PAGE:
Investing today for a better tomorrow
County officials will be in Sonoma Monday for the second of six meetings explaining its "Upstream Investment" initiative.
"Upstream Investing" is investing in programs for children, families and individuals to save taxpayer money down the road.
"We want to reduce the incidents of poverty, crime, homelessness, child abuse, substance abuse and domestic violence, among others," said Jo Weber, director of the county's Human Services Department.
"We also want to improve academic achievement," she added.
What the county is looking to do is partner with various nonprofit and social service agencies in hopes that spending money today will lead to improved lives for county residents in the future.
The county started looking into the concept in 2007 while drafting the strategic plan.
"We saw that the spending on the criminal justice system was taking a larger and larger share of the county's budget," Weber said. "We asked ourselves, how do we prevent people from going back into the criminal justice system and how do we keep people out in the first place."
She said county officials looked at types of crime and the social problems they led to down the road.
"We wanted to look at how we can prevent these things from happening and improve the lives of the people in the community," she said.
Weber said she isn't aware of any other counties that are trying to do what Sonoma County is attempting.
But she cautioned that it's a marathon, not a sprint and that results may be 10, 15 or even 20 years down the road.
As part of the project, the county established four goals:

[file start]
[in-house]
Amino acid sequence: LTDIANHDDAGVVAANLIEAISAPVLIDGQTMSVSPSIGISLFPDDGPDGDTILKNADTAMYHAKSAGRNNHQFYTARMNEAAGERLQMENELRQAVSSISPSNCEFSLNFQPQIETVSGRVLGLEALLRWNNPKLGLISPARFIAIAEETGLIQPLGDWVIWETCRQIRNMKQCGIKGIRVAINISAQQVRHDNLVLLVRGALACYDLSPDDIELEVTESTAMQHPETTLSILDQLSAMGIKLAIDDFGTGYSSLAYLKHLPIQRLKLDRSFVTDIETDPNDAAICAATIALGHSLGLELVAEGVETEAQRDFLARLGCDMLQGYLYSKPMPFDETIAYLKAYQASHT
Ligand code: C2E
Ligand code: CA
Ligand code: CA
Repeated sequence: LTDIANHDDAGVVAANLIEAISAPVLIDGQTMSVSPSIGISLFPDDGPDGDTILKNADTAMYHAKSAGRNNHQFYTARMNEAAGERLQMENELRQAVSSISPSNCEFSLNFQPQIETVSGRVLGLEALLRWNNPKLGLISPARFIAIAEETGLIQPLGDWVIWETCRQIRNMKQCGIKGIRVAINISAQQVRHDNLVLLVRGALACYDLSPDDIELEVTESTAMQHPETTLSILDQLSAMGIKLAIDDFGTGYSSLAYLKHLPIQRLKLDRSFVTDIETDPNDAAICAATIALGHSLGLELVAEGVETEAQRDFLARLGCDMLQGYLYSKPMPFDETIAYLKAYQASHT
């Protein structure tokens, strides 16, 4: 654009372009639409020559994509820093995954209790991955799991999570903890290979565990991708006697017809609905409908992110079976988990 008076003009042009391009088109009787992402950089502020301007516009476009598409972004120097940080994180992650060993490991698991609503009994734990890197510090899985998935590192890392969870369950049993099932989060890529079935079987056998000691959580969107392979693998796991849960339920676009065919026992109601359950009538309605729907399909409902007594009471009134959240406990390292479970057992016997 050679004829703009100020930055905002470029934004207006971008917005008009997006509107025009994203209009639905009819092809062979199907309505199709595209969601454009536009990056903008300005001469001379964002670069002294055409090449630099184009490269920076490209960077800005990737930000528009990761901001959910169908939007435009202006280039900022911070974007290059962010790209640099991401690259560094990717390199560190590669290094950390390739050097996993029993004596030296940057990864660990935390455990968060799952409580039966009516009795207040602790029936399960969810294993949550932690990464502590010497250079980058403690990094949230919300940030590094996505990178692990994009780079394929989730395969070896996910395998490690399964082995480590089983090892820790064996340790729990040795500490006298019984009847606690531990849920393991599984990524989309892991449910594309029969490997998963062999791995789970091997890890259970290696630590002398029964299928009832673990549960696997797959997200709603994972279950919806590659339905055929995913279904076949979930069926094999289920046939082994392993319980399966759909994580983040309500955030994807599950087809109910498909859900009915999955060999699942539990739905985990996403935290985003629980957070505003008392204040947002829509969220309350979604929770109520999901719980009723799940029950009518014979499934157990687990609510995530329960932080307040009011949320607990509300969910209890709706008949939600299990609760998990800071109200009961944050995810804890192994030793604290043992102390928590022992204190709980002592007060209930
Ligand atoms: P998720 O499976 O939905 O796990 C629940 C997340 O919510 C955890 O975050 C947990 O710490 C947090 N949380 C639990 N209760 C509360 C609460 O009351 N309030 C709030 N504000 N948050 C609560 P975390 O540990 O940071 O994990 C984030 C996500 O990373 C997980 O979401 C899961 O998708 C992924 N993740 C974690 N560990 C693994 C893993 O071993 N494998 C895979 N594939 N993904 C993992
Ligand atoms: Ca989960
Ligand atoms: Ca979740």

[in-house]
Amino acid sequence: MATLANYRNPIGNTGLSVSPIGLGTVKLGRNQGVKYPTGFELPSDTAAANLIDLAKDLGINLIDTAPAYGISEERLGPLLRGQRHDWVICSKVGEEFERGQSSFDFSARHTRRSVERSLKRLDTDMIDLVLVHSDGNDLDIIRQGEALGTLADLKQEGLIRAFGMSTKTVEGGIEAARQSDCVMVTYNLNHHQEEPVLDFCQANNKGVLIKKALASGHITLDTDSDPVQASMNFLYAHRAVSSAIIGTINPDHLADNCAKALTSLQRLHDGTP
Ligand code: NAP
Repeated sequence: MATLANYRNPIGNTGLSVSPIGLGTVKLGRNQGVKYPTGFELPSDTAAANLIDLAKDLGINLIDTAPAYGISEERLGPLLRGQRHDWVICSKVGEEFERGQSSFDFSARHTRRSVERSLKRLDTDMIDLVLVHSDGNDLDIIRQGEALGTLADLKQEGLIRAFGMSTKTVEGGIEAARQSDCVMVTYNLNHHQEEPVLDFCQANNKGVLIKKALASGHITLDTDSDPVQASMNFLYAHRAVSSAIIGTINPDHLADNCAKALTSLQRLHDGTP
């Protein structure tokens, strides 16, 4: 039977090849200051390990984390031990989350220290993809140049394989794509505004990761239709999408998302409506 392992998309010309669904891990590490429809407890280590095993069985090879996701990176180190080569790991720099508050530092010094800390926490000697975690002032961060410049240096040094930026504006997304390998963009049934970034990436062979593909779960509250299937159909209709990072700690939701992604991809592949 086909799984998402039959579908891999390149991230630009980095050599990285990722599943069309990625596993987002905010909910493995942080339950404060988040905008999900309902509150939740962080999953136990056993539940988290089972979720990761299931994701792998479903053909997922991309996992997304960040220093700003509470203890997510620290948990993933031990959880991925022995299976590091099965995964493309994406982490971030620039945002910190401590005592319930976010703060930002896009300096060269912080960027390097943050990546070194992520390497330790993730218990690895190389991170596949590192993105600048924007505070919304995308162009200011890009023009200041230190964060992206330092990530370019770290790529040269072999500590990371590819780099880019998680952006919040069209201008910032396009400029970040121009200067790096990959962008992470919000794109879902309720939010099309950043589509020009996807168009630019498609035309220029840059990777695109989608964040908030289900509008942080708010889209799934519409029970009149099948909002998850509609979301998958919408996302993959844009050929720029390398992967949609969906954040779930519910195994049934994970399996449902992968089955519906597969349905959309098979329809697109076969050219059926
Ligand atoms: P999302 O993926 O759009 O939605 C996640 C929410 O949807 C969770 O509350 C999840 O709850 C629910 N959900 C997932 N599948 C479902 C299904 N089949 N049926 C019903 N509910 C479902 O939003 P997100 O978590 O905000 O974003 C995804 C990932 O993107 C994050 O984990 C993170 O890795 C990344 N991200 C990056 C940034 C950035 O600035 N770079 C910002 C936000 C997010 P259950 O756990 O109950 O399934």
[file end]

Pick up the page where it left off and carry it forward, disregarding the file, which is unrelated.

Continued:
• The whole community is engaged in supporting the healthy development of children.
• Community members have access to education and training and are adequately prepared for the challenges of the future.
• All community members are well sheltered, safe and socially supported.
• Sonoma County has a thriving economy that produces economic security for all.
In each instance, the county has measurable indicators for each goal.
As an example, in the first goal, supporting healthy development of children, the county looks at child maltreatment, youth binge drinking, youth drug use, youth depression, youth tobacco use, teen births and obesity.
Weber said that the organization First 5, which is funded by Proposition 10, an initiative passed in 1998 that added a 50 cent tax to a pack of cigarettes, had funded something called the Nurse Family partnership for the past couple of years.
Nurse Family Partnership is an evidence-based program that reduces child abuse and neglect by up to 80 percent and reduces children's arrests by more than 50 percent, Weber said.
"It's been shown that there's a cost saving of $1.47 for every $1 spent on the mothers, and a $16.62 cost saving for every $1 spent on children," she said.
There are already 13 community participants in the program, including the Boys & Girls Clubs of Sonoma Valley.
First District Supervisor Valerie Brown, who will be at Monday's meeting, said, "I don't know that I've ever seen a more difficult county budget situation than the one we are in. Innovative approaches to solving problems - like Upstream Investments - are what we need to meet the needs of Sonoma County residents into the future."
Marla Stuart, the director of planning, research and evaluation for the county's Human Services Department, said the upstream initiative is a long-term philosophy to take care of problems early so that it reduces costs later.
"We want to use our money wisely," Stuart said. "We want to pick programs that will make a difference and we want to pick programs that have been proven to work.
At Monday's forum, scheduled for 3:30 to 5 p.m. at La Luz, 17560 Greger St., Weber, Brown and Stuart will be present as well as a representative from the United Way of Wine Country, since it too is a funder of services.
The meeting is open to both service providers and the general public, and Spanish translation services will be provided.
For more information, see www.sonomaupstream.org/.